Key elements of the Avenue of Flags Median 2 design were scrapped at the Buellton City Council meeting Thursday.
Councilors weren’t in favor of the original concept drawings, smaller flags or the use of pavers in the designs, which are around one third of the way complete.
At Thursday’s meeting, city staff showed a rendering of a new parking lot design in which the cars would park in the center and be surrounded by landscaping on the perimeter.
Previous concept drawings showed two rows of diagonal parking along the edge of the median with turnarounds at either end.
During last week’s planning commission meeting, commissioners talked about adding more landscaping, but were concerned about a car pulling out and hitting a tree if it were in the center of the median.
While looking at the old design concept Thursday, Mayor Holly Sierra said it looked barren.
She said, “It just looks like a parking lot and that’s not what Avenue of Flags is supposed to be.
“This is the city’s first project on the Avenue and I think it’s really important that we do it right.”
Councilor Art Mercado said his biggest concern was increased maintenance from more greenery.
“I hope that we have more trees. And I’m big on green,” Mercado said.
But he added, “As those trees mature, you’ve got people backing into them or people not paying attention. We just have to have a happy medium.”
Councilor John Sanchez said replacing the current 50-foot flagpole with two 30-foot poles was a non-starter, because the rest of the Avenue of Flags has flags at the taller height.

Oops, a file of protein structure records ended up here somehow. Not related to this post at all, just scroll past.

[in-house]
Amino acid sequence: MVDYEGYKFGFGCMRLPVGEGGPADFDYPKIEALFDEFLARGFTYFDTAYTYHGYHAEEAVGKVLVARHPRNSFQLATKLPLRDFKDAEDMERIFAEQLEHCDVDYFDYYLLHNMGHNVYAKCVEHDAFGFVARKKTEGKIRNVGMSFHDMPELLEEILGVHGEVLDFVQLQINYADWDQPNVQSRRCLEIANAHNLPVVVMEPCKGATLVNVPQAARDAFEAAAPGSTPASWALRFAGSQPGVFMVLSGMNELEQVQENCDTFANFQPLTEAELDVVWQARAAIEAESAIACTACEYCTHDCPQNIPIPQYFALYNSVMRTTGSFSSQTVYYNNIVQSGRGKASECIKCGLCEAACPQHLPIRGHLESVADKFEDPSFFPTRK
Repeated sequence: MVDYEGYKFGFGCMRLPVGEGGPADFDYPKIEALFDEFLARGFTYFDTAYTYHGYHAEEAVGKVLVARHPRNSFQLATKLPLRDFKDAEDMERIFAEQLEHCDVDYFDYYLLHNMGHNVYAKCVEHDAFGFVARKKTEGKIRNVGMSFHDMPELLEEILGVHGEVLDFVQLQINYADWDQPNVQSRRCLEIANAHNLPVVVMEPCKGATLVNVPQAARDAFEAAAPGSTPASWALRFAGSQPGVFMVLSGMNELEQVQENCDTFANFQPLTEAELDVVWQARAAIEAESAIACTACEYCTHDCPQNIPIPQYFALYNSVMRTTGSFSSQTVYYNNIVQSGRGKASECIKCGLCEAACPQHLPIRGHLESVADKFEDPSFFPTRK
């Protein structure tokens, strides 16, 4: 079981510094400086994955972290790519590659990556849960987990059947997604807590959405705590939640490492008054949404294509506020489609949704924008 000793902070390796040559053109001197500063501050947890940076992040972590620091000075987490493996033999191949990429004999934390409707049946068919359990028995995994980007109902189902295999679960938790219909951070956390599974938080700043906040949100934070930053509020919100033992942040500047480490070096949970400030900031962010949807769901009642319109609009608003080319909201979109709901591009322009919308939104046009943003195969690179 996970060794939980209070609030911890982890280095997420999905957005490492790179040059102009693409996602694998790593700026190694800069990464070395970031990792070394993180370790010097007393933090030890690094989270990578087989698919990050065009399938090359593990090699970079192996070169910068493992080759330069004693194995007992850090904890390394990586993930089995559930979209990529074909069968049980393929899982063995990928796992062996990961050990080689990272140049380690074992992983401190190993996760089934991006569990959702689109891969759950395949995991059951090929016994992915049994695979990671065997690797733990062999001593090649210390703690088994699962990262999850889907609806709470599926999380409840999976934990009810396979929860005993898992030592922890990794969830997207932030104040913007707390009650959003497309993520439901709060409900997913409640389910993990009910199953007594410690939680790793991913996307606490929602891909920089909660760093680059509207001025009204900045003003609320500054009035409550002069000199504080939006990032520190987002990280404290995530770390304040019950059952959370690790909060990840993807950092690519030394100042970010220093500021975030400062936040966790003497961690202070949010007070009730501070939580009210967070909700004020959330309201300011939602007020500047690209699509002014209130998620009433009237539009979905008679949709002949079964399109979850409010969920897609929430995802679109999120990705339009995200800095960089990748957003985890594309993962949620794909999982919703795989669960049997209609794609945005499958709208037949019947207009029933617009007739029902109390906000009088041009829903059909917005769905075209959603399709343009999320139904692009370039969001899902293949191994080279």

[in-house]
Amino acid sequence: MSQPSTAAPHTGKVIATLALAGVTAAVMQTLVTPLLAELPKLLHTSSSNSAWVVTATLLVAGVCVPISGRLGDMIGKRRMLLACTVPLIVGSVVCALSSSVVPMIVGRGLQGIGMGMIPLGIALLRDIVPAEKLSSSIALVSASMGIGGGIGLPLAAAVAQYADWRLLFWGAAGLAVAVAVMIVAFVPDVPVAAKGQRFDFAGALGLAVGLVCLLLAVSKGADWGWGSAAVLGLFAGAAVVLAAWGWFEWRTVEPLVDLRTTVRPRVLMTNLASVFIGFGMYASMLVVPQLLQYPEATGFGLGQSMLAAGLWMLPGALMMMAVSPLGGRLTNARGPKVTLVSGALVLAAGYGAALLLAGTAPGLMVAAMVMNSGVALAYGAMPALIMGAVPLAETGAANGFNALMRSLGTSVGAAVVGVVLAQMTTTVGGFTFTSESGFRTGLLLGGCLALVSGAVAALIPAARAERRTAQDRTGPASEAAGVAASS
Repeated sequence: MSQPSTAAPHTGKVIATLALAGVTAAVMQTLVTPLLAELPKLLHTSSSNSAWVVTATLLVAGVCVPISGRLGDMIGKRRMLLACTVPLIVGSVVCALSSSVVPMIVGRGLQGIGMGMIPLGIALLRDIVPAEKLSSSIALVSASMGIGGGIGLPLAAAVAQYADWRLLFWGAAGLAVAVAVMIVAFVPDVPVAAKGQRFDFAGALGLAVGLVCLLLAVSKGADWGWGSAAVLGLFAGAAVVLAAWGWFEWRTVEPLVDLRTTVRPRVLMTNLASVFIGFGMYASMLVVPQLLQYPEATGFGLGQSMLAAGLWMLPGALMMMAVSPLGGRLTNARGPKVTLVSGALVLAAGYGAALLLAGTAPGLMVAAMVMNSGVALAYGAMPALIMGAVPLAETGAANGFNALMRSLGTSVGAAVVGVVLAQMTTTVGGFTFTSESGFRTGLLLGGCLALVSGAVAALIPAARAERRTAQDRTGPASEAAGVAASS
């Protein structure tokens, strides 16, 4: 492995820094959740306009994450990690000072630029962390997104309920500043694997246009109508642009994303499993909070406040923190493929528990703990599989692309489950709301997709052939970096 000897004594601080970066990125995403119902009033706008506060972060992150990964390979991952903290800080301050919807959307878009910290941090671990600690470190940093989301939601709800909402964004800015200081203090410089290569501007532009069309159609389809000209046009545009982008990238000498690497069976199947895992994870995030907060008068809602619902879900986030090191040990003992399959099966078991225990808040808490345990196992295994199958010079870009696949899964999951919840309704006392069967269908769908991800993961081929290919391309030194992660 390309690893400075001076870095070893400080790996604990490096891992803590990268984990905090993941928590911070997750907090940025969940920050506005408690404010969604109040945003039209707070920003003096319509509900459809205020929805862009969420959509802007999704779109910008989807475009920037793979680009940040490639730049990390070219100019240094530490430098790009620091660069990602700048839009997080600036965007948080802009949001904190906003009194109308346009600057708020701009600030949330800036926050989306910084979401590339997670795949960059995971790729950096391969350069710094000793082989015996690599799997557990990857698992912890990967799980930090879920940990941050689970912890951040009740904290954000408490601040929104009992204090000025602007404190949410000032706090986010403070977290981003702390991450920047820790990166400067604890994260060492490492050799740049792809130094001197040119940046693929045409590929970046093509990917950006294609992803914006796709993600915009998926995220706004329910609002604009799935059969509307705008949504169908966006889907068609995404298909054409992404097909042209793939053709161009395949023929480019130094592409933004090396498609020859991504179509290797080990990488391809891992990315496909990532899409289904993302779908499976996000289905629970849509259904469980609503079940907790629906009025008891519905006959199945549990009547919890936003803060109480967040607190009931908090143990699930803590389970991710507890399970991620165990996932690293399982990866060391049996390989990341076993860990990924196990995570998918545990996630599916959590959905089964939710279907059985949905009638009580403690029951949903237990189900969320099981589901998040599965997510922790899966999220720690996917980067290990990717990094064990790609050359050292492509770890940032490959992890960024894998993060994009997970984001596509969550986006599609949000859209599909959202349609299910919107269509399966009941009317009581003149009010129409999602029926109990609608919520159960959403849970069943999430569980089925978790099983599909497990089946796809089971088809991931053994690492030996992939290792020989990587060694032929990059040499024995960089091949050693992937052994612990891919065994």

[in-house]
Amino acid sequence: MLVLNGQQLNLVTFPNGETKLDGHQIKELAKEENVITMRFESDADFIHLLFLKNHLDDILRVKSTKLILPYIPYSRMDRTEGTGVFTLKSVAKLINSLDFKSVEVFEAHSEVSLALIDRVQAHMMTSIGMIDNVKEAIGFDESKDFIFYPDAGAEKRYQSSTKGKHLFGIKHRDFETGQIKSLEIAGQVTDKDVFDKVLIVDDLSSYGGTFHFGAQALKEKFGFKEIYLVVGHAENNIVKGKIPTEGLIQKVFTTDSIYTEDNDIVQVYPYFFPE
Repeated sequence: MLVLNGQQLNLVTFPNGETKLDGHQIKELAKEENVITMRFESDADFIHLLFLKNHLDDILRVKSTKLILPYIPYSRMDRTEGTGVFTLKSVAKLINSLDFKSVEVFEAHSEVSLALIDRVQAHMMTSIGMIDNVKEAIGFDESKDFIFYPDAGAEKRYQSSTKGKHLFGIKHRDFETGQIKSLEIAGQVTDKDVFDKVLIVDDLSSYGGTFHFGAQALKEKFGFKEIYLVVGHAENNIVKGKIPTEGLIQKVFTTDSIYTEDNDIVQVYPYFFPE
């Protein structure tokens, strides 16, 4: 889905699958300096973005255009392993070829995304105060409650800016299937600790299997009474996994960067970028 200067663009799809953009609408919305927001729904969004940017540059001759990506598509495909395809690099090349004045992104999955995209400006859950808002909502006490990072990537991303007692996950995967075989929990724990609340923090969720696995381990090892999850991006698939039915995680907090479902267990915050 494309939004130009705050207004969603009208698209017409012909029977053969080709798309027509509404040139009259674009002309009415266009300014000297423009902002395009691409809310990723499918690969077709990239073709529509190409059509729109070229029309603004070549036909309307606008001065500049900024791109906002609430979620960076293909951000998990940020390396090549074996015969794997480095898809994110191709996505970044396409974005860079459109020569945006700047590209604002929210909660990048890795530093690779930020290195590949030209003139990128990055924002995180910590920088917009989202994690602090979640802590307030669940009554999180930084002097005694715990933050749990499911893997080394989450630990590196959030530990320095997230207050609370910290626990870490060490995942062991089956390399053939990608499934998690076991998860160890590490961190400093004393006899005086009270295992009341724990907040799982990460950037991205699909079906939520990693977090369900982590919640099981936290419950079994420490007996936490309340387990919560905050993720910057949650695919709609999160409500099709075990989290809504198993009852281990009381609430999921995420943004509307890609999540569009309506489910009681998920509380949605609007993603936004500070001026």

“And now we want to start putting in little ones. It’ll not only not match, but it’ll diminish our patriotism I think,” Sanchez said.
Councilor David King said he thought the new design was more aesthetically pleasing, but didn’t think plans needed to include a 6-foot sidewalk bordering the parking lot.
City Manager Marc Bierdzinski said the reason for the sidewalks was to give people a safe way to get to the crossings.
King said the median should be designed with the ability to add other lanes to Avenue of Flags.
“Instead of a 6-foot sidewalk if you put hedges there you’d still have whatever composition in the parking lot on the opposite side to walk wherever the cars are parked, because we’ve reversed it now,” King said.
Bierdzinski said the initial cost estimate of $1.7 million listed in city documents isn’t necessarily going to be the exact cost.
Public Works Director Rose Hess said the city hasn’t prepared a cost estimate, because it wants to get the key design elements agreed upon first.
Hess said staff would revise a concept plan with the parking adjustment and bring it back to council.